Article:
Laws of Eve | Preparing your loved ones for your death
Each time that I am confronted by the death of a loved one, it brings sharply into focus the ways in which I could better organise my affairs to make things a little easier for the people I left behind. I reflect on the fact that my grandmother often told us what she wanted to happen once she passed away, because she felt that the end was drawing near. All the hymns that she wanted us to sing at her funeral and the scripture lessons were known. And, I remember my dear friend, Ava Dean, who wrote and signed a little list that helped us to know all the details of her funeral service.
It is amazing how precious those little pieces of information can be for the people who mourn, and how they help to minimise debates and potential conflicts among family members.
Apart from those bits of information, please remember to do the following:
- Prepare a will. Ensure that it is properly executed, and advise at least one person (especially one of your executors) of the place where that will may be found. Update it from time to time.
While you enjoy good health, try to secure adequate life insurance so that there are funds available to cover the expenses associated with your death.
- Prepare a list of your assets, including life-insurance policies and bank accounts, so that it will be easier for your loved ones to identify the property comprised in your estate, as there may be an immediate need for some of these funds after you have died. That list should also include the location of important documents, such as titles, bank books and insurance policies.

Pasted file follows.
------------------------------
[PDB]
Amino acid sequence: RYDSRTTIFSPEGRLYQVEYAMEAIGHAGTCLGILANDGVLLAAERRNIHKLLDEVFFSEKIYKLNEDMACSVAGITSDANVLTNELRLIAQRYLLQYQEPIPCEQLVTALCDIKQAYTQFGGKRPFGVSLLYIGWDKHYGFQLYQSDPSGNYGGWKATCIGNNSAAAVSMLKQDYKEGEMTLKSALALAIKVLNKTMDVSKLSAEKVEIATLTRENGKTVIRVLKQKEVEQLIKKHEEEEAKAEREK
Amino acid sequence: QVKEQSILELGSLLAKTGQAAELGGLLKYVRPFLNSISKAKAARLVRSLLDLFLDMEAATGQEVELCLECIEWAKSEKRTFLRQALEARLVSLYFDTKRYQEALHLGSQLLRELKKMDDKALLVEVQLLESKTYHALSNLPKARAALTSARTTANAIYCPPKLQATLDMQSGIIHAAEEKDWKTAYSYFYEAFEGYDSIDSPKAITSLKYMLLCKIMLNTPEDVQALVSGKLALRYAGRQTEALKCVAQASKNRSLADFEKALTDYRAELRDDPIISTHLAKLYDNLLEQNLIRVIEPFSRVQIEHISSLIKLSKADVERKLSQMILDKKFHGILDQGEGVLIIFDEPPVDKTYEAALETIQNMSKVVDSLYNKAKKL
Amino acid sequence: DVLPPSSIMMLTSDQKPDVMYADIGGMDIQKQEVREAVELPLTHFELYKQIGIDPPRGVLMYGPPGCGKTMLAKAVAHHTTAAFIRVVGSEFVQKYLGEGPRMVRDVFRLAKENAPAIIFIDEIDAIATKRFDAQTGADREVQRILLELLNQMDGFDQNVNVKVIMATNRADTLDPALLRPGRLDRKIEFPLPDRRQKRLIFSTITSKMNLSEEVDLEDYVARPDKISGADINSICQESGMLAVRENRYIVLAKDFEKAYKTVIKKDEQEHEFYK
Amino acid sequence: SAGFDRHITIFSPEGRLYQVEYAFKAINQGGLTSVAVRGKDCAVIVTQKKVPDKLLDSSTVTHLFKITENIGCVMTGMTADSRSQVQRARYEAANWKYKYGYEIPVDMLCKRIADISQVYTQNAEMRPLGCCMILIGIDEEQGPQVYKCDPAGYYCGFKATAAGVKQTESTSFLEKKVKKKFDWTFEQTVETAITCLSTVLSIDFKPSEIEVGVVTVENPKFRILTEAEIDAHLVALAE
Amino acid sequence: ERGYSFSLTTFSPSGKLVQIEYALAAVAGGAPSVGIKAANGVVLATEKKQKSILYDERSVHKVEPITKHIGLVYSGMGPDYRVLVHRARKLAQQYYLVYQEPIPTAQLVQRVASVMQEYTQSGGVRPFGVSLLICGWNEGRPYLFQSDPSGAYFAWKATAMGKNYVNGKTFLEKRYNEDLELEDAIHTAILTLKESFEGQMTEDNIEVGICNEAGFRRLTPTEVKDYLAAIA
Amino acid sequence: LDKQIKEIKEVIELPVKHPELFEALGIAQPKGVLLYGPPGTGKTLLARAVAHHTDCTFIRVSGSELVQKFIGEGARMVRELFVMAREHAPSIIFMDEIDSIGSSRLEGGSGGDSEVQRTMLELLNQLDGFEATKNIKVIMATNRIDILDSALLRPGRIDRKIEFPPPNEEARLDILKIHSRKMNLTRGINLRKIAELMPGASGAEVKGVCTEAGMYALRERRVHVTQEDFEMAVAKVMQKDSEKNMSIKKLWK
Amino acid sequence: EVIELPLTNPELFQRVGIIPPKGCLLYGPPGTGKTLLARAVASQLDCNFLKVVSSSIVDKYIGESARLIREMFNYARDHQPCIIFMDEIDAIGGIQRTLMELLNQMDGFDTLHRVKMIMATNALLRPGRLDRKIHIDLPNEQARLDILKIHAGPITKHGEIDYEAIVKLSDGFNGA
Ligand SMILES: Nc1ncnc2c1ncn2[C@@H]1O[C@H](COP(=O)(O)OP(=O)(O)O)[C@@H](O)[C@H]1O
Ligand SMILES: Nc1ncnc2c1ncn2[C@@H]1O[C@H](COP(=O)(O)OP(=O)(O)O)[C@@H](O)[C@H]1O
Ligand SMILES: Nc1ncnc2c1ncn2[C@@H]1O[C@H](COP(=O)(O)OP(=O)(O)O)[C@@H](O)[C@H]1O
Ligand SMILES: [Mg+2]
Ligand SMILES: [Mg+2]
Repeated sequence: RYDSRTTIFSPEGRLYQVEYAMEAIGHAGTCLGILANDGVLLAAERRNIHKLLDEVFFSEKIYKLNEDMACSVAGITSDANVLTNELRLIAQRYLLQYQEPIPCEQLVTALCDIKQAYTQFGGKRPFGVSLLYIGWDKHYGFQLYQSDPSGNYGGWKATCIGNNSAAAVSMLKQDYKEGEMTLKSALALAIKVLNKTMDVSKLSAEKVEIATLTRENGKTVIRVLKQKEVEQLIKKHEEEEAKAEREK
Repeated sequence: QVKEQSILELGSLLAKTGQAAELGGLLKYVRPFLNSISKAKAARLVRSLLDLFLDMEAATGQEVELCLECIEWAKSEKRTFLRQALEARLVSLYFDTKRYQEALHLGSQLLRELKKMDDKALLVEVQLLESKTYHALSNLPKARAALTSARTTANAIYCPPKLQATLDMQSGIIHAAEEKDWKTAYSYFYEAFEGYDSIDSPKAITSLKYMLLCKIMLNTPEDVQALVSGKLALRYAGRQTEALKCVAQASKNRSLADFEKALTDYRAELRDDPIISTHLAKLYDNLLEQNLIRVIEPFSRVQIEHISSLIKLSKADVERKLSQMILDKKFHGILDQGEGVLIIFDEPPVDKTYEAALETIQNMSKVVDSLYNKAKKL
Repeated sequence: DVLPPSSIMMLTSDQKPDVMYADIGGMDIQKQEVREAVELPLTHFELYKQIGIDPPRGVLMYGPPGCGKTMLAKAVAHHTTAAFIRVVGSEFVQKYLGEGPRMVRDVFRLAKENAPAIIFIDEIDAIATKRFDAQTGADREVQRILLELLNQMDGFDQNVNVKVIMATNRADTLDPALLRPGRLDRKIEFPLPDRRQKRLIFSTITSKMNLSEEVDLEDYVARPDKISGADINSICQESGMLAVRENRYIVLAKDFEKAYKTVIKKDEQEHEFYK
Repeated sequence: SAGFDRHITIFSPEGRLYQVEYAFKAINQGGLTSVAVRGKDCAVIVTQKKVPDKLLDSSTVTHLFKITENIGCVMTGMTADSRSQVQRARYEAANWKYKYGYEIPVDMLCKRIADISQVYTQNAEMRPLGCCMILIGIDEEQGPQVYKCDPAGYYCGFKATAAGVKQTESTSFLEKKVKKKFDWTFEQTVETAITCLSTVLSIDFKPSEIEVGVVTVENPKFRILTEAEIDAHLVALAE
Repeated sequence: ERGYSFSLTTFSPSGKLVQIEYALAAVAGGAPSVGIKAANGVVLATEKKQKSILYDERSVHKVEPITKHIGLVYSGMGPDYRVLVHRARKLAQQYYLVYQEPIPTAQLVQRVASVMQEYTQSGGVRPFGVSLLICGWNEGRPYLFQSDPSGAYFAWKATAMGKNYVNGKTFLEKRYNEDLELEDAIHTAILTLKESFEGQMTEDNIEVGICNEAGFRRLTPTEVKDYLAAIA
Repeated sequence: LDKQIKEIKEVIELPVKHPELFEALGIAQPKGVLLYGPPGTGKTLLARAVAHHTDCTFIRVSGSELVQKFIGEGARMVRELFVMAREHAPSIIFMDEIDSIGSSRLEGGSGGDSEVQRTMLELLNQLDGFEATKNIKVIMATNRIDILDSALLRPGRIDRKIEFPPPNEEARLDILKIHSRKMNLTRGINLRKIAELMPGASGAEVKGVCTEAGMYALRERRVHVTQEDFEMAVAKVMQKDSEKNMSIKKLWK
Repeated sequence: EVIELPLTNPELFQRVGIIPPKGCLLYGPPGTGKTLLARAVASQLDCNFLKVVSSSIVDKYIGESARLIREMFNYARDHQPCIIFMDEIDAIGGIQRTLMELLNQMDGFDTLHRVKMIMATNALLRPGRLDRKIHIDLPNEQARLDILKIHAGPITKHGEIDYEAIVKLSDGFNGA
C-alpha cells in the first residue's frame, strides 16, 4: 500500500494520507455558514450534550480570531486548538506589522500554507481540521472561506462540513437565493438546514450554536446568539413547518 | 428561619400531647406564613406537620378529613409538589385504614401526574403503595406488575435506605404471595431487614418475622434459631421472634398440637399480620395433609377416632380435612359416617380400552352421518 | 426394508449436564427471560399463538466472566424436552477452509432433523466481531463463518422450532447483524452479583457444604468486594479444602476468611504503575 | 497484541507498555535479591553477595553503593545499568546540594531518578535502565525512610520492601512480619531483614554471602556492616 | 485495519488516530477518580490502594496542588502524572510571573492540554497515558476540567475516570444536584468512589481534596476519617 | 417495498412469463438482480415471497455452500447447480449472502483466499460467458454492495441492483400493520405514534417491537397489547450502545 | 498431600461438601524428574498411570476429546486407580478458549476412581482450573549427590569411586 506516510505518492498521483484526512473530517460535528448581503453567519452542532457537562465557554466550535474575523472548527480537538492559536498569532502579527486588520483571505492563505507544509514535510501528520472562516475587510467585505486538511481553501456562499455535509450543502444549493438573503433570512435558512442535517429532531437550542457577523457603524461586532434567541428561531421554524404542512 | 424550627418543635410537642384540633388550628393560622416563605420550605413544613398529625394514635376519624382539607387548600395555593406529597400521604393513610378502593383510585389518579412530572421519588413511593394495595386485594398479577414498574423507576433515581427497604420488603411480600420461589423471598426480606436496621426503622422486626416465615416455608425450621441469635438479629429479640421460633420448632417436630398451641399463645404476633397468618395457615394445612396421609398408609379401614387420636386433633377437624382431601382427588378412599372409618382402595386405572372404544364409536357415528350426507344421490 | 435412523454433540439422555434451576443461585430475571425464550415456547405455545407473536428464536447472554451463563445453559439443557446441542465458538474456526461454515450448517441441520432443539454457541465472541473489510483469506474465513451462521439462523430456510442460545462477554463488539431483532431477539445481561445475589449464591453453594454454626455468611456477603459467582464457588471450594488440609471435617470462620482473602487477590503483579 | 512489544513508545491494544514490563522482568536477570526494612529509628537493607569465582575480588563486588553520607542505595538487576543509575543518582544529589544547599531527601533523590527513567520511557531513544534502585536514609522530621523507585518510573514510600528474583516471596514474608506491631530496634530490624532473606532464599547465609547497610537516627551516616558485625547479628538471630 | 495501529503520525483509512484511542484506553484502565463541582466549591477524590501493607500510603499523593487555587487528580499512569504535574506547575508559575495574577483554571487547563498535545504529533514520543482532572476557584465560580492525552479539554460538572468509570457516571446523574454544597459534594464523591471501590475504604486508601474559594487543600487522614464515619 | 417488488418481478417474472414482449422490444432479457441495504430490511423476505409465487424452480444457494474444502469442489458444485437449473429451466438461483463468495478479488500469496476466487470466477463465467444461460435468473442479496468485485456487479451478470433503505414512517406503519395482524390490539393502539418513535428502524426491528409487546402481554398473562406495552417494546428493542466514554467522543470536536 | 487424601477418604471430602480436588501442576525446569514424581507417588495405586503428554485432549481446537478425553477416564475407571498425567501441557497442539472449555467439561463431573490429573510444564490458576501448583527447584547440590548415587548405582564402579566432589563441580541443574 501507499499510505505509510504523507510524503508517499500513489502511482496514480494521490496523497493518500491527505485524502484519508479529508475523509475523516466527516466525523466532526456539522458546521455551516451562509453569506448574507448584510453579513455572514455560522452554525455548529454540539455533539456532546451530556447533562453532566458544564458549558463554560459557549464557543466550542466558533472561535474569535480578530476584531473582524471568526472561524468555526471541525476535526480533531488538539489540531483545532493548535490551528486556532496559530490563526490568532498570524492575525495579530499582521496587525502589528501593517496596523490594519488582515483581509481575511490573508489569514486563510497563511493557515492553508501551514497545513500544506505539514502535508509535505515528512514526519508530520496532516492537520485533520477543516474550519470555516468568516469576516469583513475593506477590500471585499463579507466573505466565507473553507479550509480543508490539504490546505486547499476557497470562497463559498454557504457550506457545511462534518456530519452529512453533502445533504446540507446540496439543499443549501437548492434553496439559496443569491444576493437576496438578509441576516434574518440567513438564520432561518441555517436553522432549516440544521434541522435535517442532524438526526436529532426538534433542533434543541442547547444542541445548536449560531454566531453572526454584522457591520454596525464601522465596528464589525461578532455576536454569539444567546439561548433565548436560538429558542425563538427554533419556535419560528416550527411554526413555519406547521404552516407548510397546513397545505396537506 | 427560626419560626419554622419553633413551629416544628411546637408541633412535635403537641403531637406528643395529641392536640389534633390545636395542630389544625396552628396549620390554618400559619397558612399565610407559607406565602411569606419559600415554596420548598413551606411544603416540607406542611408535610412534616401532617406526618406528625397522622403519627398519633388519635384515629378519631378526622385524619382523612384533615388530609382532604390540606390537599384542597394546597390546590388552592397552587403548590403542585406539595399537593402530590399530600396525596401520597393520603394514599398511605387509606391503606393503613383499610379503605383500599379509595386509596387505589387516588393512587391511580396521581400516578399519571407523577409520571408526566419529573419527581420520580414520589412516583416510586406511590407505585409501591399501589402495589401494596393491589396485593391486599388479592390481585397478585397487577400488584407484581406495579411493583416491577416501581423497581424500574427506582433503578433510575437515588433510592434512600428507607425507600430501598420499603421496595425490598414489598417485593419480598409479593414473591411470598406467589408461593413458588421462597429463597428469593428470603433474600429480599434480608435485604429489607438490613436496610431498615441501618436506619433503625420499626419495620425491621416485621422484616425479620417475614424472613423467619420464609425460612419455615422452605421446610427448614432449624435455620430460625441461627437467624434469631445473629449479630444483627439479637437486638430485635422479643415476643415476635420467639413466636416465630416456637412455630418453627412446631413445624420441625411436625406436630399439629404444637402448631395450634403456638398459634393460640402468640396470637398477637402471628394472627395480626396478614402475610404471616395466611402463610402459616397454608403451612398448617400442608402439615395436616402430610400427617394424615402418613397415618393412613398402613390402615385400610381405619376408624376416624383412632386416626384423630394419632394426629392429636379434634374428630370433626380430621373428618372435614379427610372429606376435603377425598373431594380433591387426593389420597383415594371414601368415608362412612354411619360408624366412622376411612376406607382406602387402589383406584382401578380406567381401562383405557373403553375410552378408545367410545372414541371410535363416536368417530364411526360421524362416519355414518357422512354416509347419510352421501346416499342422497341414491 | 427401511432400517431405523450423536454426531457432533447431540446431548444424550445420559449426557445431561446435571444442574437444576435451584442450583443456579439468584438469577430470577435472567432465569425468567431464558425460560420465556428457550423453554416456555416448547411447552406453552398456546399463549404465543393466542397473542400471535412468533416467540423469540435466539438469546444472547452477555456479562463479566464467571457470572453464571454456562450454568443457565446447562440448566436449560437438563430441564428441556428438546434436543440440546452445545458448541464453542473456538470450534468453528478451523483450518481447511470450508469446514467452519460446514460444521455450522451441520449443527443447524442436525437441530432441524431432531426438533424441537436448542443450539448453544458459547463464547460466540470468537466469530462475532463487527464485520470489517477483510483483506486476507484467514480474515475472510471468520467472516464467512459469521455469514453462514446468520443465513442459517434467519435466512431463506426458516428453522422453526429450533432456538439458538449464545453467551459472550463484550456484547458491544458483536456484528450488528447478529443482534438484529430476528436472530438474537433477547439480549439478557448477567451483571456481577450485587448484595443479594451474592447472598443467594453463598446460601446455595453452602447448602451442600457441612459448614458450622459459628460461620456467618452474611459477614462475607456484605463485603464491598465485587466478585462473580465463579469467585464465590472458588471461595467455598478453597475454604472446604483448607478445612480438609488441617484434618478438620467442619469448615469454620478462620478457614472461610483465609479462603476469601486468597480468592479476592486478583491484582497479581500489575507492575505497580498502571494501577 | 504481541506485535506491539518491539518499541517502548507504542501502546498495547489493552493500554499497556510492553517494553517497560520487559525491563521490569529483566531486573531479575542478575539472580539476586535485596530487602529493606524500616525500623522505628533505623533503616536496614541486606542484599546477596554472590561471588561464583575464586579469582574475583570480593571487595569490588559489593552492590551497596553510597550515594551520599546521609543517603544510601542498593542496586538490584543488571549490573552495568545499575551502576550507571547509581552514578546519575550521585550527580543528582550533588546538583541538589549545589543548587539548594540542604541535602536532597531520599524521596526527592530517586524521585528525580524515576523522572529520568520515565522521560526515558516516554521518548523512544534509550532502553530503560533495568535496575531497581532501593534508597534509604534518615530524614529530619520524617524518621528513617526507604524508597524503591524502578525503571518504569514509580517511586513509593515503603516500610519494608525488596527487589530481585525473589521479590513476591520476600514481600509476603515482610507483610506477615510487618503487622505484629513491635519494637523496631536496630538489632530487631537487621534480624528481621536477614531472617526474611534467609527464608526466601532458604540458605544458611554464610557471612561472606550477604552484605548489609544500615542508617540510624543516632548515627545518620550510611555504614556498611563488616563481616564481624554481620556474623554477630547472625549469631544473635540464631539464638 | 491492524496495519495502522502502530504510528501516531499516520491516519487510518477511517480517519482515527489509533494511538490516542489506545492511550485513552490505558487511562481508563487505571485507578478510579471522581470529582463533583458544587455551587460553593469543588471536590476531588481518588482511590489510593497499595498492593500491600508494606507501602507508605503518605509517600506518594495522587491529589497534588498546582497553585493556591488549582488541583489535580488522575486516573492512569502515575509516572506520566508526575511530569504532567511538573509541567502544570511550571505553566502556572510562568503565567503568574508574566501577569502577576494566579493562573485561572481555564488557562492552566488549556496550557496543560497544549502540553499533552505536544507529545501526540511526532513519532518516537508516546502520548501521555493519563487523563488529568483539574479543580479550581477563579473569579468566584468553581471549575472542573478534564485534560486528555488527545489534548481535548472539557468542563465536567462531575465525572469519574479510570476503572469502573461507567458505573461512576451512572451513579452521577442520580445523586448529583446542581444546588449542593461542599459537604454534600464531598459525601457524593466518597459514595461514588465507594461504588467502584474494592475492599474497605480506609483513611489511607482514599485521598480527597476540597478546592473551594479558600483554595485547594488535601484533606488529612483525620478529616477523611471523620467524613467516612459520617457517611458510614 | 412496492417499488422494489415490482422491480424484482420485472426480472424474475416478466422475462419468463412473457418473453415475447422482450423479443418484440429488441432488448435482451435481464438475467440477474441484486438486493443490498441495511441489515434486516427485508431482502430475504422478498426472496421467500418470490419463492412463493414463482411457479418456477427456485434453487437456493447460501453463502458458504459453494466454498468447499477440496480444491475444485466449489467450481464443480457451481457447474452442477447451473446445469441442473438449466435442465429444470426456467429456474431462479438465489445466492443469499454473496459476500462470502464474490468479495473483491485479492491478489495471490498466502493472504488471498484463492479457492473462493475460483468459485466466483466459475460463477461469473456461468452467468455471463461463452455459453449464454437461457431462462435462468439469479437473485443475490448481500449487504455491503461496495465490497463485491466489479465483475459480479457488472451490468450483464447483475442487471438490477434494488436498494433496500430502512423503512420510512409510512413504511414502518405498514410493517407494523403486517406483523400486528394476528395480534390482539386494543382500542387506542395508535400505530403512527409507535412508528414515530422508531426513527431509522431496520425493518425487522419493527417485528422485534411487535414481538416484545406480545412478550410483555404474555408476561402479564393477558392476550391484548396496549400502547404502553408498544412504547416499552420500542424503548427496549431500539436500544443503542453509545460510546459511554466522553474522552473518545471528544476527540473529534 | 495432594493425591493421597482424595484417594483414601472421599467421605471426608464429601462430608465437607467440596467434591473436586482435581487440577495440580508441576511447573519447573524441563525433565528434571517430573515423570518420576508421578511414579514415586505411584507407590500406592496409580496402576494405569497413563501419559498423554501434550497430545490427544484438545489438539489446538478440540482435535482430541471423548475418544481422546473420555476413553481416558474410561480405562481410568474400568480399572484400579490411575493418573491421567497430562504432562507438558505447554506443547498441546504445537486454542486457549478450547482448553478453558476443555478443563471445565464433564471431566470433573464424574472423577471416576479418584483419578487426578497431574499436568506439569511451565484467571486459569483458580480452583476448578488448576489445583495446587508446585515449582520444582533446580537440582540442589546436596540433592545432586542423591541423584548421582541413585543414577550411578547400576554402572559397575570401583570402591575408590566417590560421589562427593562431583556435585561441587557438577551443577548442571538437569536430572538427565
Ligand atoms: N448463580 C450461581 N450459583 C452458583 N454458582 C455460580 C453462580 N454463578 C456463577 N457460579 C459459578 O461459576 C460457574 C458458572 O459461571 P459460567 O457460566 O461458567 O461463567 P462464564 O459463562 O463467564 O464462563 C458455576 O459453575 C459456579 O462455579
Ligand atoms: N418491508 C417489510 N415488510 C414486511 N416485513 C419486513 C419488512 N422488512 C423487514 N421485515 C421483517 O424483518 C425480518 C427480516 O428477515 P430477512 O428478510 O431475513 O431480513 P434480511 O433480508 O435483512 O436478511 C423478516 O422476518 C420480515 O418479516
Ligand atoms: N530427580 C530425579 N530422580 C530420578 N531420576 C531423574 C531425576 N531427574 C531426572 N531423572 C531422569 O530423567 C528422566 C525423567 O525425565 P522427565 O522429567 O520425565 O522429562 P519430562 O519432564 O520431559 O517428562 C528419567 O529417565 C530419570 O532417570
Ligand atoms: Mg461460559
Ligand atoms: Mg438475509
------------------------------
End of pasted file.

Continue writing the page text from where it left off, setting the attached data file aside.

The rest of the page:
- Prepare a list of your debts, including any mortgage, car loan and credit card bills, so that unpleasant surprises can be avoided. The fact is that all debts must be settled before any remaining assets can be distributed to beneficiaries of an estate; so knowing the extent of the debts is as important as knowing the assets.
I know that facing issues related to death are difficult, but having to handle a loved one's affairs where no plans had been put in place is even more challenging.
In last week's article, 'Interest in the family home is no guessing game', I stated that the court's finding that the equal-share rule should be varied was influenced by "the fact that the manner in which the parties organised their affairs during the marriage partnership enabled the owner of the family home to acquire other property during the marriage". That was not accurate. It was the claimant who was able to acquire other property during the marriage, and this was one of the factors that led the court to conclude that she should not get an equal share of the family home.
I thank the judicial clerk at the Supreme Court who pointed out the error.